The quest for adventure and freedom are something film-goers and motorcyclists share — it’s no wonder that motorbike stunts are a firm film-fan-favourite. To find the all-time best two-wheel cinematic moments, we commissioned a survey of 2,000 people to discover their favourites and here’s what they said.

Steve McQueen’s fence jump in The Great Escape

Hitting the top spot in our survey is Steve McQueen’s fateful fence jump in the 1963 classic, The Great Escape. Faced with no escape, great or otherwise, the film’s hero revs his bike to take on the 12-foot high barbed wire fence. Unfortunately, he is still apprehended by the Nazis, but the sequence is one of the greatest cinema moments of all-time.

You may or may not know that McQueen didn’t actually jump the fence himself. Instead, stunt double, Californian biker legend and friend, Bud Ekins, took on the epic stunt. The duo had a firm friendship and Edkins even taught McQueen to ride a motorcycle. Performed on a Triumph TR6 Trophy, Edkins took on the jump as producers were scared that McQueen may injure himself following a crash during his own attempt.

Andy Goodson, Sales & Marketing Director at Lexham Insurance said: “Nothing embodies the same level of chaotic cool as a well-choreographed bike stunt on-screen, and there have been some classic two-wheeled moments throughout the history of cinema.


“Steve McQueen’s fateful leap is not only the most iconic scene from The Great Escape, but has now been named the best appearance of a motorbike in any movie.”

Tom Cruise’s runway ride in Top Gun

Roaring into second place is Tom Cruise’s iconic runway ride in Top Gun, released in 1986. The epic scene features Tom Cruise, aka Pete “Maverick” Mitchell, speeding around his U.S. airbase to the tune of Kenny Loggins, Danger Zone while fighter planes take off around him.

The film made the very first Kawasaki Ninja, the GPz900R, the fastest bike in production at the time of the film’s release, into a cultural icon. It was also the first time Cruise had ever ridden a motorcycle. In preparation for the role, he learnt to ride in the car park of House of Motorcycles in El Cajon, California.

Harley-Davidson is a film-goers favourite

Our survey also found that Brits find Harley-Davidson’s the most ‘watchable’ bike committed to film. Famous for their chopper and cruiser motorcycles, our favourite Harley moment is the iconic ‘If You Want to be a Bird’ moment in Peter Fonda’s 1969 classic, Easy Rider. The scene also came a respectable seventh in our survey.

For the film, four former police bikes were used. One of the Harley-Davidson Hydra-Glide bikes was demolished in the final scene, while the other three are thought to have been stolen and probably dismantled and sold for parts. The demolished bike was later rebuilt and sold at auction for a whopping $1.35 million (£840,000) in 2014.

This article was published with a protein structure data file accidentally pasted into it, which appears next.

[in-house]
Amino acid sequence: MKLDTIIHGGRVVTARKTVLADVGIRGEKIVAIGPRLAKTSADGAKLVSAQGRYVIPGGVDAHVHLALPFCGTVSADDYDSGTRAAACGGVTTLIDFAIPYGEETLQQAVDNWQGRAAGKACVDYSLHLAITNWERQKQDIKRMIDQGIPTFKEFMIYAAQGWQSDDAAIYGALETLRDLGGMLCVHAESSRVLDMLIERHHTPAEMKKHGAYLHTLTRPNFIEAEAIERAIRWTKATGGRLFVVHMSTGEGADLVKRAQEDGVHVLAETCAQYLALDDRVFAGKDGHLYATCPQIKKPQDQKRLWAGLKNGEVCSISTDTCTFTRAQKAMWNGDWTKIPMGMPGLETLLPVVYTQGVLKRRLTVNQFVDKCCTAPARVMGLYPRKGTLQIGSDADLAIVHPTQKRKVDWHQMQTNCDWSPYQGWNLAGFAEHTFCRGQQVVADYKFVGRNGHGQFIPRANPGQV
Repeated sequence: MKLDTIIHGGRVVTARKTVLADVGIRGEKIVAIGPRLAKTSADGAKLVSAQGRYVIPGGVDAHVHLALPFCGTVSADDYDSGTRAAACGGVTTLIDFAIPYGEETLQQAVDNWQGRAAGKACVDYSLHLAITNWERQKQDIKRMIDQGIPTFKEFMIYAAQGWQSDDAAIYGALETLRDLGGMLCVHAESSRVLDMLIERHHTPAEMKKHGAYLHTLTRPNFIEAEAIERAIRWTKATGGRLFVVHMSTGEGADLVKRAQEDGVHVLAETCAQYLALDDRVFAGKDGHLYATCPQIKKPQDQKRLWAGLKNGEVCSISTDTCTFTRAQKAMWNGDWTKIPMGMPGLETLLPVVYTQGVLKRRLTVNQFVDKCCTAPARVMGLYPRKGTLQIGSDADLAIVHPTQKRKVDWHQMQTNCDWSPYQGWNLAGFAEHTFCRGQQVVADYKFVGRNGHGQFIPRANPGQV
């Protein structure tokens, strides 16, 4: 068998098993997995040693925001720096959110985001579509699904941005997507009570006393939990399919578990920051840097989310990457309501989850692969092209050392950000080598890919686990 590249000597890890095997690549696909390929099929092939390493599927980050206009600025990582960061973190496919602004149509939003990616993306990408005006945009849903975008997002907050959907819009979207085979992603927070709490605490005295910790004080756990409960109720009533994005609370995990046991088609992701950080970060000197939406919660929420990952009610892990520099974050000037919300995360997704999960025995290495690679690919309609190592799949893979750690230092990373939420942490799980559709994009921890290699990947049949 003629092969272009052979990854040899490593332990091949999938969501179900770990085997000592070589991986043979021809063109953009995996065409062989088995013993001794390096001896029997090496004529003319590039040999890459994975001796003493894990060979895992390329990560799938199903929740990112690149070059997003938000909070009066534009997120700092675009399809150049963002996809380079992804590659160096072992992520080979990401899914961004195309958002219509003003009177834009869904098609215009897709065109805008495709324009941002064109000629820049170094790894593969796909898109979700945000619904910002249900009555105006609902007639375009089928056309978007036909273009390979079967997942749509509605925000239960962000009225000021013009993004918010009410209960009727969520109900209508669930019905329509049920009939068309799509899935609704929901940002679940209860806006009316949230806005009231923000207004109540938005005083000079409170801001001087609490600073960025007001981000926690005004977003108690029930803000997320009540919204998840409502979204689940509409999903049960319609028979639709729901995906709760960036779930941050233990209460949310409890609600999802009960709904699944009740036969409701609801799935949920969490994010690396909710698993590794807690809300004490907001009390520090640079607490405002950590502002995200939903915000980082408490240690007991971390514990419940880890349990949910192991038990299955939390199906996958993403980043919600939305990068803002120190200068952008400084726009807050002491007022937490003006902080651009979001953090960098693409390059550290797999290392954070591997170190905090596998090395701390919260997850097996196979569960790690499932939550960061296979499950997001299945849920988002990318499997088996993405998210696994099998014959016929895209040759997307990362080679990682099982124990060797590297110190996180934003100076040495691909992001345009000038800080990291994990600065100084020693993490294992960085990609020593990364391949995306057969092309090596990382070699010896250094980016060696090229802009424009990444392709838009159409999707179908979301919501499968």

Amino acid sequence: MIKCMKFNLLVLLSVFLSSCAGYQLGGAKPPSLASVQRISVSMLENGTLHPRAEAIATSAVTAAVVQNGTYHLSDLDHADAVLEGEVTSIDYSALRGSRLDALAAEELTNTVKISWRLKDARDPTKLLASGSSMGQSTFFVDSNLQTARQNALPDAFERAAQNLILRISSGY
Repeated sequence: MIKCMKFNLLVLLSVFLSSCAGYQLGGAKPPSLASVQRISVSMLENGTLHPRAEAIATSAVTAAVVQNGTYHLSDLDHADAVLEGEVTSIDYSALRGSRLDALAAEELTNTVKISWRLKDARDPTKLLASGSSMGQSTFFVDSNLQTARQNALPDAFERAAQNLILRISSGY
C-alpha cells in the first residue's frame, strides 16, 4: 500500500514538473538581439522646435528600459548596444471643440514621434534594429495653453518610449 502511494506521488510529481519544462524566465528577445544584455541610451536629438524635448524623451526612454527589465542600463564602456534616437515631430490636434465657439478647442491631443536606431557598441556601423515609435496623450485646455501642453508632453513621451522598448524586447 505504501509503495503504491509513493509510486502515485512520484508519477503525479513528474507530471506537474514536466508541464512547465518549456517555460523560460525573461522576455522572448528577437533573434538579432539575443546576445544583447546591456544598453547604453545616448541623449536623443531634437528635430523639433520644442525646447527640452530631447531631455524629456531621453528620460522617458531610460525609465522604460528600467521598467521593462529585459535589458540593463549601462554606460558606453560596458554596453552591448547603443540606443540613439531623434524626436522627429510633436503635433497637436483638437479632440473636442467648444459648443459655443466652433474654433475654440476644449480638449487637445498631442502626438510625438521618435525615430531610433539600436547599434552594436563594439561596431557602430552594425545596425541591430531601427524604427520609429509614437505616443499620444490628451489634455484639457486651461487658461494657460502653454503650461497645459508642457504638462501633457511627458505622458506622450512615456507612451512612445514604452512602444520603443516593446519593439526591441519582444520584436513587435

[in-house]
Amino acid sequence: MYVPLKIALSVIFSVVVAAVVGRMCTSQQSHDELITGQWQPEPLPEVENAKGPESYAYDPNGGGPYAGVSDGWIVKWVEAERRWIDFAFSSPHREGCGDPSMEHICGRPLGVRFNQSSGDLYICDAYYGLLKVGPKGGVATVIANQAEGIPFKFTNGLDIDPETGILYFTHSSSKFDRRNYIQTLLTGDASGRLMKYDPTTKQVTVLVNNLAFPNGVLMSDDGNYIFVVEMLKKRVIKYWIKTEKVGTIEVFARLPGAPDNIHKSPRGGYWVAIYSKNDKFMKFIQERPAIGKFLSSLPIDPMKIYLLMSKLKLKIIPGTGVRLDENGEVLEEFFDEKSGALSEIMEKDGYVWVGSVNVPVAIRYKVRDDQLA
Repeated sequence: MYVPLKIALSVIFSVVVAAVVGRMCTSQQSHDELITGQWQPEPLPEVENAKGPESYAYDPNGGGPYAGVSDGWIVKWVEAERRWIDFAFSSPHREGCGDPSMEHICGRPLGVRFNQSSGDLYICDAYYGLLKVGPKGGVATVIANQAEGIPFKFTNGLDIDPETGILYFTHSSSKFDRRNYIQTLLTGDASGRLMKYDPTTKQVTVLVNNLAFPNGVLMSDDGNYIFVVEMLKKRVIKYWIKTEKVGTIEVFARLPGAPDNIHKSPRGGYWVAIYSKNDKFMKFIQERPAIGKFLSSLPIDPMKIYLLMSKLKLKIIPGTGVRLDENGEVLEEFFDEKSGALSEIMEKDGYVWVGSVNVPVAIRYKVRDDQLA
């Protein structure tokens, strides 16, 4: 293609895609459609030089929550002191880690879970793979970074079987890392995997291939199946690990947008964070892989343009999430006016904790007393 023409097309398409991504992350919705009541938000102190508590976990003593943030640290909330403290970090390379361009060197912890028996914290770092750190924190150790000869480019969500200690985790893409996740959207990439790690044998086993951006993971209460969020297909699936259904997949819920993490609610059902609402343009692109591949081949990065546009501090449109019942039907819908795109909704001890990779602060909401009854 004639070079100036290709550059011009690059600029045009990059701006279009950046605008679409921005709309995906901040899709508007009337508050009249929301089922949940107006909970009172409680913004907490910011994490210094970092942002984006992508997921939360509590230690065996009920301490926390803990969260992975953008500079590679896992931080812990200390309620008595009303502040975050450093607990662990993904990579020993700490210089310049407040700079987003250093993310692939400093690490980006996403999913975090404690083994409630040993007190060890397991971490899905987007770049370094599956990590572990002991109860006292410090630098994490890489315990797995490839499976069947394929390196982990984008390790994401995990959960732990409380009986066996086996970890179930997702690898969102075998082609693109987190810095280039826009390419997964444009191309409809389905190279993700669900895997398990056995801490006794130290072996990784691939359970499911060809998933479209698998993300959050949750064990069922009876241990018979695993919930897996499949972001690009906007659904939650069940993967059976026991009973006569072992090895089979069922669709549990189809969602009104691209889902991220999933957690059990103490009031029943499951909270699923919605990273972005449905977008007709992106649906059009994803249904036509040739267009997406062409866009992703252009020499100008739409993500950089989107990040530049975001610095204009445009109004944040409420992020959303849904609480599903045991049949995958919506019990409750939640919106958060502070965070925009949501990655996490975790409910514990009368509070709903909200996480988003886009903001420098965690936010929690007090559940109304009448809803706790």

Stunts steal the show

During our research, we also found that film fanatics are impressed by tarmac-tearing motorcycle stunts in action set pieces — two in five Brits think that a thrilling two wheel chase or stunt improves a film. Though a third of Brits prefer to see a heart-stopping car chase on the big screen.

Luckily for them, Terminator 2: Judgment Day has both in spades. The scene where the T-1000 crashes his 18-wheeler into the Bull Creek spillway in pursuit of John Connor comes in fourth in our poll. James Cameron’s 1991 spectacular is still a benchmark for action films 26 years on.

During filming, Peter Kent, Arnold Schwarzenegger’s stunt double was put through the ringer by Cameron. He dived from 18 wheeler trucks, performed jaw-dropping jumps on a Harley Davidson and took some pretty epic beatings. It was a baptism of fire as Kent famously lied about being a stuntman when he auditioned for the first Terminator film, and he had no formal training whatsoever.

Live results

Disagree with these results? Our survey is live and ongoing, so there’s still a chance to have your say. Take our poll and let us know what your favourite motorcycle scene of all-time.

We know that opinions on films vary wildly and one person’s treasure is another’s trash. So have your say and let us know your favourites if they’re not on our list! If you think we’ve missed any hidden gems or cult classics that aren’t included, let us know.

DISCLAIMER

The views shared are that of the author and are not necessarily that of Lexham Insurance Consultants Ltd.